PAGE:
Aboriginal Flag custodianship handover background and assets
[supplied by Nick Howe]
Harold Thomas. Image: ABC
The Aboriginal Flag is now freely available for public use after the Morrison Government completed negotiations with Harold Thomas.
Prime Minister Scott Morrison said the Aboriginal Flag copyright has been transferred to the Commonwealth.
“We’ve freed the Aboriginal flag for Australians,” the Prime Minister said.
“Throughout the negotiations, we have sought to protect the integrity of the Aboriginal Flag, in line with Harold Thomas’ wishes. I thank everyone involved for reaching this outcome, putting the flag in public hands.
“The Aboriginal Flag will now be managed in a similar manner to the Australian National Flag, where its use is free, but must be presented in a respectful and dignified way.
“All Australians can now put the Aboriginal Flag on apparel such as sports jerseys and shirts, it can be painted on sports grounds, included on websites, in paintings and other artworks, used digitally and in any other medium without having to ask for permission or pay a fee.”
Minister for Indigenous Australians, the Hon Ken Wyatt AM, MP, said securing the free use of the Aboriginal Flag is profoundly important for all Australians.
“The Aboriginal Flag is an enduring symbol close to the heart of Aboriginal people,” Minister Wyatt said.
“Over the last 50 years we made Harold Thomas’ artwork our own - we marched under the Aboriginal Flag, stood behind it, and flew it high as a point of pride.
“In reaching this agreement to resolve the copyright issues, all Australians can freely display and use the flag to celebrate Indigenous culture. Now that the Commonwealth holds the copyright, it belongs to everyone, and no one can take it away.”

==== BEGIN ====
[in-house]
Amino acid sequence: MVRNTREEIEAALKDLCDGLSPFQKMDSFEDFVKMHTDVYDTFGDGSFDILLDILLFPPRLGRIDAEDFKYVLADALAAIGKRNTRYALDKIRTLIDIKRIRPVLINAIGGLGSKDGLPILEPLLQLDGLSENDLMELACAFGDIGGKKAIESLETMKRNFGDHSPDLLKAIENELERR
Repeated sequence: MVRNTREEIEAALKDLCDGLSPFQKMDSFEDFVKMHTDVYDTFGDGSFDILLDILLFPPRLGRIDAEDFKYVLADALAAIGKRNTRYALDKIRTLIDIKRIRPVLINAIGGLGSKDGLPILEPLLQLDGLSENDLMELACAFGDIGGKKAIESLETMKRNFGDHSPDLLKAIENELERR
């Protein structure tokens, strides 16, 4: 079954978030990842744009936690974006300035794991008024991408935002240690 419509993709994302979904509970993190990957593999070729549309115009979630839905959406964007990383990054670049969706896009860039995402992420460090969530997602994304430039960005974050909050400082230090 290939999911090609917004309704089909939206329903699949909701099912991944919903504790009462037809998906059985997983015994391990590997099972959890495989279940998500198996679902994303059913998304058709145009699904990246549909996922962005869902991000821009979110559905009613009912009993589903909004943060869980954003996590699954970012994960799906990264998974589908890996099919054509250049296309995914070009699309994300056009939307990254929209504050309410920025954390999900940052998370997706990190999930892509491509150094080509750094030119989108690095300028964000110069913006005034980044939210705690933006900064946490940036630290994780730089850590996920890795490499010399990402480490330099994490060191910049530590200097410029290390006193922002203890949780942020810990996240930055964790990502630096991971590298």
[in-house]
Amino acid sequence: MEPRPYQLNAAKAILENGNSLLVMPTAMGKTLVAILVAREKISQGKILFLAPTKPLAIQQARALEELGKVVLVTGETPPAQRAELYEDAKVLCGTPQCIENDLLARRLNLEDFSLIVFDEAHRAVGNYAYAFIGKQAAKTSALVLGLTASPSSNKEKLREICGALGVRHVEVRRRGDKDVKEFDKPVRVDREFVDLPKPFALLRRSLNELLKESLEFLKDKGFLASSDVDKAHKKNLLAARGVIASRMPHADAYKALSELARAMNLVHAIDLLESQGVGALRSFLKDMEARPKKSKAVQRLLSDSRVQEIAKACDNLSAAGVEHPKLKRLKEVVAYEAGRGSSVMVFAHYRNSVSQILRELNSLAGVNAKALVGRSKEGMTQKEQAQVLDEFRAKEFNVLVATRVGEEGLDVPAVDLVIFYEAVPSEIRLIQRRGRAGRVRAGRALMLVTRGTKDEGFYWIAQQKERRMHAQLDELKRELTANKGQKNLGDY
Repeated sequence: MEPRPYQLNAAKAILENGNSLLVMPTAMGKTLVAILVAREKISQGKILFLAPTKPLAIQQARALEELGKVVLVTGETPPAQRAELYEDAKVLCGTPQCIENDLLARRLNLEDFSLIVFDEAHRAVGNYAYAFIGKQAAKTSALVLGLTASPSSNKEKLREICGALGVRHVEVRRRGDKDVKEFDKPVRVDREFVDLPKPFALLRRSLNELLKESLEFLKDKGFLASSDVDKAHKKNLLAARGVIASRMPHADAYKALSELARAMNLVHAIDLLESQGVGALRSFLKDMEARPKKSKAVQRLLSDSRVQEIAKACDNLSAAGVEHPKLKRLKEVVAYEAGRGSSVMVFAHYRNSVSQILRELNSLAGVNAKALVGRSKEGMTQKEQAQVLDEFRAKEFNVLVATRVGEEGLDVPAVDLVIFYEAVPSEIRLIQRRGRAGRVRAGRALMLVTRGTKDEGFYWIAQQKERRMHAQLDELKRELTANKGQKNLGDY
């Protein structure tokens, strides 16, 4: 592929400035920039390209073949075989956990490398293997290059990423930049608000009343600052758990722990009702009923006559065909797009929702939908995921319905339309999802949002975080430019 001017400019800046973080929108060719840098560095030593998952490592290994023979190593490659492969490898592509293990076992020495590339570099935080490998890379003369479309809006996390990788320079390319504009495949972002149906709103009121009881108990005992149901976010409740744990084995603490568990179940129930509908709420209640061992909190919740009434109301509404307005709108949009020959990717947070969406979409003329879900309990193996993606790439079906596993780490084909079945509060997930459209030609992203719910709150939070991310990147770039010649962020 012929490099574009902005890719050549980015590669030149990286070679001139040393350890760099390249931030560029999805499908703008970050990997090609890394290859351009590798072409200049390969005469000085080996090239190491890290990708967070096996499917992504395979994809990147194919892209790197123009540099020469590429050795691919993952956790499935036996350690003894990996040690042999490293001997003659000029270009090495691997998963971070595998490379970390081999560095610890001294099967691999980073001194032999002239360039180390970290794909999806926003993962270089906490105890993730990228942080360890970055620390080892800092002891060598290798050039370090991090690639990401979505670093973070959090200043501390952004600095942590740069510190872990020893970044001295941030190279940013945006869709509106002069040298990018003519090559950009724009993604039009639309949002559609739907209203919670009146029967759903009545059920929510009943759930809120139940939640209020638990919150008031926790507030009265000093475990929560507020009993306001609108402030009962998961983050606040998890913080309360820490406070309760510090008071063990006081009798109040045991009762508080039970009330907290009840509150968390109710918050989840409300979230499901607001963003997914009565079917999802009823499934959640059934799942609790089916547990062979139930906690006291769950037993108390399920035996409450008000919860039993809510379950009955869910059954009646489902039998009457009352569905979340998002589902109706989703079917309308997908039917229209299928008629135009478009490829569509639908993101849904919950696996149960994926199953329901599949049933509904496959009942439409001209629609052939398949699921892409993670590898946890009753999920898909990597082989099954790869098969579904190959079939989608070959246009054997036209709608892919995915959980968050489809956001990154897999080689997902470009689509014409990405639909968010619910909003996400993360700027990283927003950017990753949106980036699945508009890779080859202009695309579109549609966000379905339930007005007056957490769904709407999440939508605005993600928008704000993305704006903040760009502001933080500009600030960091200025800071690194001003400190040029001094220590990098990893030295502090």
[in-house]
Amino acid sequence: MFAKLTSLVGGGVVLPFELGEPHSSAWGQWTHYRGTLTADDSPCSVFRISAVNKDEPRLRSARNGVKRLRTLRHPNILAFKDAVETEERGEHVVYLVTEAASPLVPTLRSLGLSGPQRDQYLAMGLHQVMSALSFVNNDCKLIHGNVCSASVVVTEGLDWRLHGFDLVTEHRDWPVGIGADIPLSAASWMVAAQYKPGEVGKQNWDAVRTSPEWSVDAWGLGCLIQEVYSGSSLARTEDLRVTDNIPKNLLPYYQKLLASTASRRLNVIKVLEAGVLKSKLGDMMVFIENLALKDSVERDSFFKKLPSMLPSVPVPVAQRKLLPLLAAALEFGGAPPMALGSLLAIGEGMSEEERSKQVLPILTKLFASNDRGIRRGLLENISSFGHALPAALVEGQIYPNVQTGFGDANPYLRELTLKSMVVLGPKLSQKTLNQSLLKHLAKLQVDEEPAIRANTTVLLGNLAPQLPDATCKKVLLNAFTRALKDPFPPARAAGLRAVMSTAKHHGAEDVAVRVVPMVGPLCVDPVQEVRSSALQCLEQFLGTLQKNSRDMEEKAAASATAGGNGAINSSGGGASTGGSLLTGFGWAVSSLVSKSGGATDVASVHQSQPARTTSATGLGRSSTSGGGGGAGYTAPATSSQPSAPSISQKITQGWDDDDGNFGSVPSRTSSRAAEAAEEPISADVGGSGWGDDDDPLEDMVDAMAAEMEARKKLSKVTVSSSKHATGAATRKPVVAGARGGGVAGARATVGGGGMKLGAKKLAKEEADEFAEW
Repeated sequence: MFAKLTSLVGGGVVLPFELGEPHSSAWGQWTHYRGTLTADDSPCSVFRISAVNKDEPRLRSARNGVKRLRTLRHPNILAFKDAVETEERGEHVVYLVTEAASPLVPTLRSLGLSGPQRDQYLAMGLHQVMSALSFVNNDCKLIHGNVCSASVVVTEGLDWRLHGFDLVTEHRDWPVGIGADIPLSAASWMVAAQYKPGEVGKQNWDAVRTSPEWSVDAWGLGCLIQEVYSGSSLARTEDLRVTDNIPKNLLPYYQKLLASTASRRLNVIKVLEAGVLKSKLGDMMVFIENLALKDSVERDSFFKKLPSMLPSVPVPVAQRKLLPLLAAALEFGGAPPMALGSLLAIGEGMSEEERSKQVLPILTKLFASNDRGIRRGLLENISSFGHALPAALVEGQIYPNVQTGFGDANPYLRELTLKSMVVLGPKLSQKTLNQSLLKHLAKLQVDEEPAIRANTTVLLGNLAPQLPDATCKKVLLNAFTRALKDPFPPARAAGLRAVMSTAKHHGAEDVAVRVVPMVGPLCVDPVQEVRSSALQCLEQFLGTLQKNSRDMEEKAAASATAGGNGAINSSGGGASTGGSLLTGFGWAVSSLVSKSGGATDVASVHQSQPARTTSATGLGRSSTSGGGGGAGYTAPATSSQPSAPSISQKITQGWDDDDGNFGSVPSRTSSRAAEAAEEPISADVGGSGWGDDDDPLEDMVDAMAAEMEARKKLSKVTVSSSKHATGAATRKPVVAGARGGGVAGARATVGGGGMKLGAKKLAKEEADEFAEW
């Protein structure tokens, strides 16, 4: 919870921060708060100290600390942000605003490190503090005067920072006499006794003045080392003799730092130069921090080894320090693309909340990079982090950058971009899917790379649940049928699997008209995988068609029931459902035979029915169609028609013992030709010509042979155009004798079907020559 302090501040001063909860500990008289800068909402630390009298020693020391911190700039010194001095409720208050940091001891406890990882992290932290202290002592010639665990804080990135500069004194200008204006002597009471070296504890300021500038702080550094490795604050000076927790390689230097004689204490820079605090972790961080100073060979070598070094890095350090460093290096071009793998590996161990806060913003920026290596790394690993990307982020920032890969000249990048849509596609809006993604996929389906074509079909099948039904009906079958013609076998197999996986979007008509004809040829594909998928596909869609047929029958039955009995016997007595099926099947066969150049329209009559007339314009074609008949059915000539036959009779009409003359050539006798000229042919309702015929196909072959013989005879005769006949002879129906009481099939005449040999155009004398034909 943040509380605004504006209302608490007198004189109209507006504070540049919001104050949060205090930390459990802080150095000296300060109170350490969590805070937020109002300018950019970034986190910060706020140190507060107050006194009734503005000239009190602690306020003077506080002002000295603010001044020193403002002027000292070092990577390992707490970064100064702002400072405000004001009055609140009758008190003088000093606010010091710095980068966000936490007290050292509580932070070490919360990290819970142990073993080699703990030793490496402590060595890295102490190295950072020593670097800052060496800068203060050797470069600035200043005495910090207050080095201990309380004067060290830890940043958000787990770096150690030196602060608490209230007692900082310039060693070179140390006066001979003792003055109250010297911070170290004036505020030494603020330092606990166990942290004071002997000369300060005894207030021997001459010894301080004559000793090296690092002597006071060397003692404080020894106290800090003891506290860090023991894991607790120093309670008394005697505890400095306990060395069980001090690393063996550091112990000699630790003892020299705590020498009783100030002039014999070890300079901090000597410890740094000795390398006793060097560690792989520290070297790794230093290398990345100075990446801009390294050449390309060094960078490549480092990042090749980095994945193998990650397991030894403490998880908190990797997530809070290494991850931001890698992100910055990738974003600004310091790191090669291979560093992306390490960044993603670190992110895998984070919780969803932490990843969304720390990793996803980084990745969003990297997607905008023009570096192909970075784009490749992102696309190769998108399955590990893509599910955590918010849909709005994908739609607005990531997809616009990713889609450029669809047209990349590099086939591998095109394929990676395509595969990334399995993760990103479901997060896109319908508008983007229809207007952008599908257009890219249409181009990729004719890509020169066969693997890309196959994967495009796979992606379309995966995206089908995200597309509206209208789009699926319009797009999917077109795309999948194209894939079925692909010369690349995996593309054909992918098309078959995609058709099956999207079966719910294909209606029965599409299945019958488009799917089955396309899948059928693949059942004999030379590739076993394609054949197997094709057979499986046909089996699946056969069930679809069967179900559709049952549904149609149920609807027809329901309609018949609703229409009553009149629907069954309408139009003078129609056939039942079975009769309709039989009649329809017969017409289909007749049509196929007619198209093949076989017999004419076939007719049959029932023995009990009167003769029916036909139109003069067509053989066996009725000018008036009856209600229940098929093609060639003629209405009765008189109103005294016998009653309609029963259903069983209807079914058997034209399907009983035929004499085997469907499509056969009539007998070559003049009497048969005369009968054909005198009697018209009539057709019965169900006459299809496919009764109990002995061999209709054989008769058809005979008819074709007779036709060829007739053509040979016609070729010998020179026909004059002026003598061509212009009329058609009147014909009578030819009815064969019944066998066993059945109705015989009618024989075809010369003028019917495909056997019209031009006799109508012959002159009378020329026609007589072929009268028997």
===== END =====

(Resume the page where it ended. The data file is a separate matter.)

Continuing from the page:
To ensure the flags themselves are of the highest quality and continue to be manufactured in Australia, Carroll and Richardson Flagworld will remain the exclusive licensed manufacturer and provider of Aboriginal Flags and bunting.
While this ongoing arrangement covers commercial production, Flagworld is not restricting individuals from making their own flag for personal use.
As part of the copyright transfer, Harold Thomas will retain his moral rights over the flag and the Commonwealth has also agreed that:
All future royalties the Commonwealth receives from Flagworld’s sale of the flag will be put towards the ongoing work of NAIDOC.
The Australian Government will provide an annual scholarship in Mr Thomas’ honour worth $100,000 for Indigenous students to further the development of Indigenous governance and leadership.
The National Indigenous Australians Agency will create an online history and education portal for the flag.
An original painting by Harold Thomas recognising the flag’s 50th anniversary and the historic transfer of copyright will be gratefully accepted and displayed in a prominent location by the Australian Government.
Mr Thomas has indicated that he intends to use $2 million to establish an Australian Aboriginal Flag Legacy not-for-profit to make periodic disbursements aligned with interests of Aboriginal Australians and the flag.
Aboriginal Tent Embassy: 50 years of Indigenous protest
[Al Jazeera news]
It has stood for 50 years, one of the longest ongoing protests for Indigenous rights on the planet. Yet the Aboriginal Tent Embassy, as it is known today, was originally intended to be a vigil.
Mornington Island’s predominantly Indigenous community adopts Australia Day to ‘move forward as one’
[Julie Andre, ABC]
For the first time, the predominantly Indigenous community is celebrating Australia Day as local leaders seek to reinvent a date that carries a painful past for their people.
Mr Young Najukpayi awarded an OAM
[by Leah McLennan]
The Northern Land Council congratulates Mr Young Najukpayi, OAM from Yarralin following the news that he has been awarded an Order of Australia Medal (OAM).